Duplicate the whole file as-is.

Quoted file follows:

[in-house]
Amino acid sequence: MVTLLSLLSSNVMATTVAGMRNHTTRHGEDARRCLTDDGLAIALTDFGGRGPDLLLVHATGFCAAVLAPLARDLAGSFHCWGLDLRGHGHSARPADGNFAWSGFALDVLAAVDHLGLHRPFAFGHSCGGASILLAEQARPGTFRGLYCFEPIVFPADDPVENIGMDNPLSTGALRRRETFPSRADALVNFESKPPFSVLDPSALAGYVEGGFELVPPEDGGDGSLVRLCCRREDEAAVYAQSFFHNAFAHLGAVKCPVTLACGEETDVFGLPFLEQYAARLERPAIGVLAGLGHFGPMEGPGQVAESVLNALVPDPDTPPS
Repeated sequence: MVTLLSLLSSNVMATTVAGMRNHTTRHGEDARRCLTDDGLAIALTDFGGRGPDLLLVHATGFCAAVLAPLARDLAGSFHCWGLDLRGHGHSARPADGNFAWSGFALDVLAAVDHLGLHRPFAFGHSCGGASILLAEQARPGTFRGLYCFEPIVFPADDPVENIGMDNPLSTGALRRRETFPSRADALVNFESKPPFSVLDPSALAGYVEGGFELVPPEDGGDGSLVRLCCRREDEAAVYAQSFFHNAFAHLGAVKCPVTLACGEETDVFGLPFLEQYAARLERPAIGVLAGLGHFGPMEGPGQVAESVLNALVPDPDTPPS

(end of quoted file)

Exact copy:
[in-house]
Amino acid sequence: MVTLLSLLSSNVMATTVAGMRNHTTRHGEDARRCLTDDGLAIALTDFGGRGPDLLLVHATGFCAAVLAPLARDLAGSFHCWGLDLRGHGHSARPADGNFAWSGFALDVLAAVDHLGLHRPFAFGHSCGGASILLAEQARPGTFRGLYCFEPIVFPADDPVENIGMDNPLSTGALRRRETFPSRADALVNFESKPPFSVLDPSALAGYVEGGFELVPPEDGGDGSLVRLCCRREDEAAVYAQSFFHNAFAHLGAVKCPVTLACGEETDVFGLPFLEQYAARLERPAIGVLAGLGHFGPMEGPGQVAESVLNALVPDPDTPPS
Repeated sequence: MVTLLSLLSSNVMATTVAGMRNHTTRHGEDARRCLTDDGLAIALTDFGGRGPDLLLVHATGFCAAVLAPLARDLAGSFHCWGLDLRGHGHSARPADGNFAWSGFALDVLAAVDHLGLHRPFAFGHSCGGASILLAEQARPGTFRGLYCFEPIVFPADDPVENIGMDNPLSTGALRRRETFPSRADALVNFESKPPFSVLDPSALAGYVEGGFELVPPEDGGDGSLVRLCCRREDEAAVYAQSFFHNAFAHLGAVKCPVTLACGEETDVFGLPFLEQYAARLERPAIGVLAGLGHFGPMEGPGQVAESVLNALVPDPDTPPS